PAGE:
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Urban Design MA

MA / PGDip / PGCert

School of the Built Environment

Accredited by the Royal Institution of Chartered Surveyors (RICS), and by the Royal Town Planning Institute (RTPI) when combined with the PGDip in Spatial Planning.

Our unique approach: Create great places anywhere in the world

This course enables students from planning, architecture, landscape architecture, and other backgrounds to engage with the practice of urban design as a means of addressing the future. A practice that brings together the form production processes of place as well as the socio-economic drivers that shape the urban realm. 

This design methodology linking theory, practice and the urban experience is applied to worldwide locations facing contemporary global issues. 

Available start dates

September 2019 / September 2020

Teaching location

Headington Campus

Course length

  • Full time: MA: 12 months, PGDip: 8 months, PGCert: 4 months. The full-time route is delivered 2 days per week.
  • Part time: MA: 24 months, PGDip: 20 months, PGCert: 8 months. The part-time route is delivered 1 day per week.

For full application details, please see the 'How to apply / Entry requirements' section.

The course brings together theory and design practice to develop urban design skills which are applicable to a spectrum of locations and the issues they face in creating liveable places for tomorrow.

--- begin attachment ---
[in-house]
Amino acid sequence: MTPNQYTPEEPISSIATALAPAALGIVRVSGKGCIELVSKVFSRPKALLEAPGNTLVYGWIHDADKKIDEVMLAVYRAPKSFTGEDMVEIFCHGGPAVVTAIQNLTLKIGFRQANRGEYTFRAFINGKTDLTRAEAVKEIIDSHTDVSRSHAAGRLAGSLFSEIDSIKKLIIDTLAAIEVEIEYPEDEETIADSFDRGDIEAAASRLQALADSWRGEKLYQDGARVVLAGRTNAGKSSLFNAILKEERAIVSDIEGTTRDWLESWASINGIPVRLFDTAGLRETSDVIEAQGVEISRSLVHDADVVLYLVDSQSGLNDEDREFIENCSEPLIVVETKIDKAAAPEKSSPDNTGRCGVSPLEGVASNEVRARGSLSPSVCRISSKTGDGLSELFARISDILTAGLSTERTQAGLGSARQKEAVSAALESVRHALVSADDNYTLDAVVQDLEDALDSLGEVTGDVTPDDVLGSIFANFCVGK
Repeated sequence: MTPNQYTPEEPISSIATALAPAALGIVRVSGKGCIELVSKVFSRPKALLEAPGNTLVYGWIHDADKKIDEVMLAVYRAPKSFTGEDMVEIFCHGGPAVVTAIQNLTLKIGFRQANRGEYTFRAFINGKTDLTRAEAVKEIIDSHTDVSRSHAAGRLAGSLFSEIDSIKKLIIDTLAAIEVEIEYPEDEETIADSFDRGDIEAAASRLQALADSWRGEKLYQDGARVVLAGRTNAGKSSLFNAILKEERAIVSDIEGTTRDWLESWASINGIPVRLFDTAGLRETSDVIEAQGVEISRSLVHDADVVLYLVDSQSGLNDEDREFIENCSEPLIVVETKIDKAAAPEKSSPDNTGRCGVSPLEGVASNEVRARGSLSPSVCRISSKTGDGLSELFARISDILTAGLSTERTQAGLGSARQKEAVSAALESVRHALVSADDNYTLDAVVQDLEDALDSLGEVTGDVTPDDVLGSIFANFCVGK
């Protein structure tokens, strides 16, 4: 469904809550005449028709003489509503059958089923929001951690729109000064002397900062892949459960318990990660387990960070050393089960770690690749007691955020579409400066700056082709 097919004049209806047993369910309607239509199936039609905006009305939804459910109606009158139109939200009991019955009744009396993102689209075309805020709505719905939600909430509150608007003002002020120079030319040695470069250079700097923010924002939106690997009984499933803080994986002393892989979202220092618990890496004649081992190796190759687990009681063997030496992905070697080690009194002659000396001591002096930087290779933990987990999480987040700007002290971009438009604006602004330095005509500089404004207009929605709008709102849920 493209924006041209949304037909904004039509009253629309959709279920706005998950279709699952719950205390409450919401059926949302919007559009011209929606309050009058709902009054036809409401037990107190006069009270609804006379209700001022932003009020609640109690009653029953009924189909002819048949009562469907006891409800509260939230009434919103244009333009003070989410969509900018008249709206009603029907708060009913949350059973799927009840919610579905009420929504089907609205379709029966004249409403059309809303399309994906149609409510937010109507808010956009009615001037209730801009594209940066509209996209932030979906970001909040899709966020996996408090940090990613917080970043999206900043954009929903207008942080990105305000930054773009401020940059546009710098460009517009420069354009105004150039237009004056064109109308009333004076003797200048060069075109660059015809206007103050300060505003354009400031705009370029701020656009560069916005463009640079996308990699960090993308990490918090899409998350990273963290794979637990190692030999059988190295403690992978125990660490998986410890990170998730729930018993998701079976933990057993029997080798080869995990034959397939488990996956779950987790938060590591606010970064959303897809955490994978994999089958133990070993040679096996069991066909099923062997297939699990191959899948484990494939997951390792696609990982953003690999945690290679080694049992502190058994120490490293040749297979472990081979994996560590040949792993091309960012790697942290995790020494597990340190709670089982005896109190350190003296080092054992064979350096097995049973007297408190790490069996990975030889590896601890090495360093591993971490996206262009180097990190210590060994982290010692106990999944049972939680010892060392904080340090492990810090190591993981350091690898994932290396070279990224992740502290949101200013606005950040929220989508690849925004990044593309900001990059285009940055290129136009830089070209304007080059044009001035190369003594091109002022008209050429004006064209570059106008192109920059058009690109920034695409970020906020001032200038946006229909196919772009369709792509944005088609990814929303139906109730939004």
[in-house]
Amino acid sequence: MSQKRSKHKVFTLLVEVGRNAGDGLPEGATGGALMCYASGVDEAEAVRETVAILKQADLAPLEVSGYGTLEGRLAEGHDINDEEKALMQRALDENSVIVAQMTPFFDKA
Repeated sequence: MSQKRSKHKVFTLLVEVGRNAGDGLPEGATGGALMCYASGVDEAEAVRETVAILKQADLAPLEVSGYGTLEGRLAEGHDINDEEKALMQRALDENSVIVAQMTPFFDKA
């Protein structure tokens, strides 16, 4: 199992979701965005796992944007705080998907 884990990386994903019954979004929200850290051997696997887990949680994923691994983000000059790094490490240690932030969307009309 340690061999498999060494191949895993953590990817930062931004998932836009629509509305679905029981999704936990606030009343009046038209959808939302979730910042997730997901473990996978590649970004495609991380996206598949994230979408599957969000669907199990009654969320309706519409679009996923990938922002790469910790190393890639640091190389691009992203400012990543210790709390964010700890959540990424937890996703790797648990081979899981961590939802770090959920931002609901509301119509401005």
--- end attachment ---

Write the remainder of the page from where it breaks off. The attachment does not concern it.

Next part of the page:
• The method you learn is comprehensive and robust allowing graduates to become part of the global dialogue on the future of cities and employable in a wide range of professions.
  • Design: Strong urban form production methodology applicable to a range of settlement scales, cultures, typologies and projects from master-planning of design frameworks, codes, design and access statements, down to the scale of plot-based design, public realm experience and improvements and through the delivery of vitality via events and pop-up urbanism.
  • Theory: Engages with contemporary and future urban issues – intensification and population growth, climate change, cultural context of design, biodiversity and landscape urbanism, affordable housing, urban public realm in the digital age.
  • Practice: Work with professional practitioners, international student cohort, and research tutors in design studios which mirrors future professional workplaces.
  • Research: Innovative, relevant and current research topics developed independently by students.